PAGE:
Brussel sprout seedlings
I’ve been picking Brussel sprouts for a month or so now and my one row will provide regular feasts of solid hearted sprouts well into September. To have any success with this cool season crop seed must be sown during November and early December so that seedlings can be put out into their final position during January or at latest the first week in February as the plants have to be fully grown by mid to late April.
It's depressing to see Brussel sprout seedlings being sold by garden centres and big box retailers as I write this in mid-June. It is worse than useless to plant these seedlings now as all they will do is run up to seed next spring. There is absolutely no chance winter planted seedlings will produce a crop. And any way most Brussel sprout seedlings sold are grown from the very cheap Long Island Improved seed strain. This so-called Heirloom variety is long since past its use by date. It will rarely if ever produces a decent crop or any kind of crop at all for that matter even it is well grown.
I always raise my own seedlings from F1 hybrid seed. These are not genetically modified just a cross between two strains of Brussel sprouts.
I don’t use any chemical pesticides in the garden and I’m often asked by visitors why my brassicas aren’t shredded by Cabbage White Butterfly caterpillars. Well from when I see the first Cabbage White in spring to when I see the last Cabbage White in autumn, I make a solution DiPel and water in a watering can and drench the brassicas with the solution every Monday and Friday. DiPel, sold in powder form, contains a naturally occurring bacterium, Bacillus thuringiensis, which is harmless to all but leaf chewing caterpillars. My watering can is a Haws which has a very fine rose but spraying would work just as well. I’m not sure that I need to drench twice a week but I’m in the habit of doing so and I can’t see any reason to change this regime.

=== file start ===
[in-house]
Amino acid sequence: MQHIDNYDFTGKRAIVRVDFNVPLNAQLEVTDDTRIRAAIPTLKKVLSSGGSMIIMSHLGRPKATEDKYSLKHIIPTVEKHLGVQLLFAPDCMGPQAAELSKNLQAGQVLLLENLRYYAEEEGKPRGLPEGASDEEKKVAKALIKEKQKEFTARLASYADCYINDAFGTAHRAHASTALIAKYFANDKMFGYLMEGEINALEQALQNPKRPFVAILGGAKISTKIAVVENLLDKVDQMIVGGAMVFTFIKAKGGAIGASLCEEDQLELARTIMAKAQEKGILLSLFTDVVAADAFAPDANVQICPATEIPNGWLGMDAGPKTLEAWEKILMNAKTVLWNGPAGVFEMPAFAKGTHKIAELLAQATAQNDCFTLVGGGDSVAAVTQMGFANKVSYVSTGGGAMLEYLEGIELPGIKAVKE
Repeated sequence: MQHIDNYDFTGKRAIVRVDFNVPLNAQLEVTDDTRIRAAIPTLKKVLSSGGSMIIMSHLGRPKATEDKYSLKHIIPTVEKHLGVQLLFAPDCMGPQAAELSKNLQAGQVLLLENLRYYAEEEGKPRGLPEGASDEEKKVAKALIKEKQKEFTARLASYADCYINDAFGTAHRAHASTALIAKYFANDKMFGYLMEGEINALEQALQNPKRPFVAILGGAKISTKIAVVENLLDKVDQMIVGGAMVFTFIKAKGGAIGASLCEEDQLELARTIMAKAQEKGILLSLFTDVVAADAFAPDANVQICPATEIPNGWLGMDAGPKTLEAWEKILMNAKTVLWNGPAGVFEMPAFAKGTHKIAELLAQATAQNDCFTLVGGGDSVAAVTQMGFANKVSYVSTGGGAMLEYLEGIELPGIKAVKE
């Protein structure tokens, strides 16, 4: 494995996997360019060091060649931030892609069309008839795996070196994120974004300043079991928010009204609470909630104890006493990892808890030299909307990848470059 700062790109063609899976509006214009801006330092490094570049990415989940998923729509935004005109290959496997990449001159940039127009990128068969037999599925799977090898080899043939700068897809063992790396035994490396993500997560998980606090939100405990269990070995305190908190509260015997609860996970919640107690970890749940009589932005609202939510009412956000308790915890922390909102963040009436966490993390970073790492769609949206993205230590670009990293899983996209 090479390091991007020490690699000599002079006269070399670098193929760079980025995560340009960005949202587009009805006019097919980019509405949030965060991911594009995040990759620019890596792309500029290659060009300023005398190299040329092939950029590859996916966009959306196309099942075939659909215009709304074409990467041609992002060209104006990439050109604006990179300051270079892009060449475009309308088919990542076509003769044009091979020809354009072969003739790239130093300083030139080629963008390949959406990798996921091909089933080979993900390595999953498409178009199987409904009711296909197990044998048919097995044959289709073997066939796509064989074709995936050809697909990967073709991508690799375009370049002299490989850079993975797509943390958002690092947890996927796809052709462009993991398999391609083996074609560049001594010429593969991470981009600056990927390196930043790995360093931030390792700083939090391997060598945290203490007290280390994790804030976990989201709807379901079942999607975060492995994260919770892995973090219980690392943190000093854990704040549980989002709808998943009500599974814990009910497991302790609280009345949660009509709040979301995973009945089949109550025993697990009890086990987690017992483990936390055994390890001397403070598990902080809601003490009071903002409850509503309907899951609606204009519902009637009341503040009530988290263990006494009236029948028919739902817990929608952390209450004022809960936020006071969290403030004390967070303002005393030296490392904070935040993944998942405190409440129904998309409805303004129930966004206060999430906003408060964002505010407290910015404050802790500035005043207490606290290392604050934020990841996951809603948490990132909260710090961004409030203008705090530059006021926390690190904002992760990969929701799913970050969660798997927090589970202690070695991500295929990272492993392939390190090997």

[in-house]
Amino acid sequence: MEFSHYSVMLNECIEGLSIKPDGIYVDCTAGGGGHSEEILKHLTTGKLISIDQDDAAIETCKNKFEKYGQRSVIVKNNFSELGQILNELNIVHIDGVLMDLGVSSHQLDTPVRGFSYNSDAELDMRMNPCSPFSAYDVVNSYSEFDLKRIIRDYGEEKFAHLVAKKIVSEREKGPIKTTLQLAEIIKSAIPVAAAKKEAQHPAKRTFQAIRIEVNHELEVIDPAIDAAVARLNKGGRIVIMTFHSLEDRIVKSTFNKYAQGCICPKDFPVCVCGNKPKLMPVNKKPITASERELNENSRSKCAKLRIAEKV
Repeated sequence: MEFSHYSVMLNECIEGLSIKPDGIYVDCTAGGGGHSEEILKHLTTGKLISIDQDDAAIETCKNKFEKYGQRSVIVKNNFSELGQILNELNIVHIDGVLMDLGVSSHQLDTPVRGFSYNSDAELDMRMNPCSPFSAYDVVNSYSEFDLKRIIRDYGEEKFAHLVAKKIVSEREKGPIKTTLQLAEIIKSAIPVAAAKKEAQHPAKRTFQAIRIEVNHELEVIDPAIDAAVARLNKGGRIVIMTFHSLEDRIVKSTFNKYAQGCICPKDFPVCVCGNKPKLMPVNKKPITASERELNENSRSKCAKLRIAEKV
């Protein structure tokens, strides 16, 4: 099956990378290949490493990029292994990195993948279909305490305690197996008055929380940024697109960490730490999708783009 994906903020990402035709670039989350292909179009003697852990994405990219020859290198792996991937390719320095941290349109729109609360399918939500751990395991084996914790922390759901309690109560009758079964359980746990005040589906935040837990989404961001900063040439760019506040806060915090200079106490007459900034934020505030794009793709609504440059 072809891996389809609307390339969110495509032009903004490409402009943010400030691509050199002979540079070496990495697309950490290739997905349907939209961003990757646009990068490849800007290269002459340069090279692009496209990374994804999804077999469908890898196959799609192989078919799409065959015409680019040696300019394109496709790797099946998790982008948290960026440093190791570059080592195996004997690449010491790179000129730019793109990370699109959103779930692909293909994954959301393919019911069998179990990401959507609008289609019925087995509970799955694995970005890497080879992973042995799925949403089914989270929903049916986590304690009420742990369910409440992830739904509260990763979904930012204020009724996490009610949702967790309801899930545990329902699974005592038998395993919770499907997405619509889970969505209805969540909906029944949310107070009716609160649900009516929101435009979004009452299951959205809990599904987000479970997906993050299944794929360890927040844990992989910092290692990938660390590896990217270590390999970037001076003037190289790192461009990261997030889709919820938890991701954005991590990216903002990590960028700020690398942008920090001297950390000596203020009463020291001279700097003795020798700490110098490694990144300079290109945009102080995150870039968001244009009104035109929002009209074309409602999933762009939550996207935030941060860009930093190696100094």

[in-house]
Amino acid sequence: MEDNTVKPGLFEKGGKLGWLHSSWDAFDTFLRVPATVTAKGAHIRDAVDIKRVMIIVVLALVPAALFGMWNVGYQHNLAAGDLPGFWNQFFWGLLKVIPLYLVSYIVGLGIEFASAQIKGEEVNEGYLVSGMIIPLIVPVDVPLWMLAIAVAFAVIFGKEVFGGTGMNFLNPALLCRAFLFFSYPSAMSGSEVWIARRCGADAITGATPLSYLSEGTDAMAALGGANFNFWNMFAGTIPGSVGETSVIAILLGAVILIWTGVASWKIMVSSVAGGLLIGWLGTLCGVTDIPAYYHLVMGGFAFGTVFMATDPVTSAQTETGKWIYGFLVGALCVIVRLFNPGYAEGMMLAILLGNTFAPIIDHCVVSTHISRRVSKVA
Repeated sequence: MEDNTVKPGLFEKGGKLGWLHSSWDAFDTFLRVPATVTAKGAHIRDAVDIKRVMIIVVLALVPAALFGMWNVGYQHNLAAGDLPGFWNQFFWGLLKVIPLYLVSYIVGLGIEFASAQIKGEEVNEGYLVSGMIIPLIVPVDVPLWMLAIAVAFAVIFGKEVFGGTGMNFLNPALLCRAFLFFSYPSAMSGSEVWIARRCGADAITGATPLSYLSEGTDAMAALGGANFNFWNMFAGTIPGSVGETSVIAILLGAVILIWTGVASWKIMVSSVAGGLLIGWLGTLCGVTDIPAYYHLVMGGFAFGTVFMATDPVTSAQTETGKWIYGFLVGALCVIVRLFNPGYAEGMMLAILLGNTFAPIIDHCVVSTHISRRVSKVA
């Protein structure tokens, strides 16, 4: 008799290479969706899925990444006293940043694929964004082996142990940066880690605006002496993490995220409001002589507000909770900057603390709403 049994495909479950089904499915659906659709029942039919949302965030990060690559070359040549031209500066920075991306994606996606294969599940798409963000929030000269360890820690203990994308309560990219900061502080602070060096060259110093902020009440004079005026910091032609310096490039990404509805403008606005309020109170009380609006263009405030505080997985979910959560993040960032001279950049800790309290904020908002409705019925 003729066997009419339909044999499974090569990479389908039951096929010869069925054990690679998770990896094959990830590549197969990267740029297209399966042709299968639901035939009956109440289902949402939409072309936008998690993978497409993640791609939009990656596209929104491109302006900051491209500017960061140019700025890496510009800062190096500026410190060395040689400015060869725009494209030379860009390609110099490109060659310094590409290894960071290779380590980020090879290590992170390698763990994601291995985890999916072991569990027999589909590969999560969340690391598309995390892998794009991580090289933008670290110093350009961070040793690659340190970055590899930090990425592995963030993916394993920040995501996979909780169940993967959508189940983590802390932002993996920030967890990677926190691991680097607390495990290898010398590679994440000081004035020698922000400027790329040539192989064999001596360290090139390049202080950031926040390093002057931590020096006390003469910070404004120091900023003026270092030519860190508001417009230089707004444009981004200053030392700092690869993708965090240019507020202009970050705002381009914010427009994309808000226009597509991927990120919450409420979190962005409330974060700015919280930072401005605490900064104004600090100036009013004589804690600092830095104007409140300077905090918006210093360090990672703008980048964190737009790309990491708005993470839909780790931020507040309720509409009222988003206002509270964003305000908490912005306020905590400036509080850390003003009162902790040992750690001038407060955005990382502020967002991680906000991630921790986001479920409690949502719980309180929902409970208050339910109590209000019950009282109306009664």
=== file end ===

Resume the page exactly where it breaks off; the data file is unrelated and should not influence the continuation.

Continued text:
I buy DiPel in bulk from our local produce store as the small retail packs are very expensive. If kept dry DiPel has a long storage life.
The only other problem I have with my sprout crop is a small black aphid which hides itself en masse under the outer leaves of the sprouts. It’s not a real worry as stripping the outer leaves off and rinsing under the cold water tap cleans them up.
Brussel sprouts were a very important vegetable when I was a child growing up in an English village during the 1950s. Both of my grandfathers and my mother grew substantial numbers. From Christmas until April, it was just about the only green vegetable to find a place on our table.
Across the road from where we lived there was a small market garden where strawberries, peas and Brussel sprouts were grown. My mother would often help pick the crop and I’d do my bit. I remember one day, when I was 7 or 8 years old, going out with my mother in the morning after a fairly heavy snow storm. The snow covering the tops of the metre tall plants had to be kicked off before the sprouts could be picked. I still remember the hot aches pain in my fingers. Hot aches are caused by exposure to cold which stops the blood flow to the fingers. As the hands warm up blood flows back into the fingers causing intense pain.
During winter I eat Brussel sprouts nearly every day. If they are eaten freshly picked they won’t have the off smell that less fresh sprouts develop.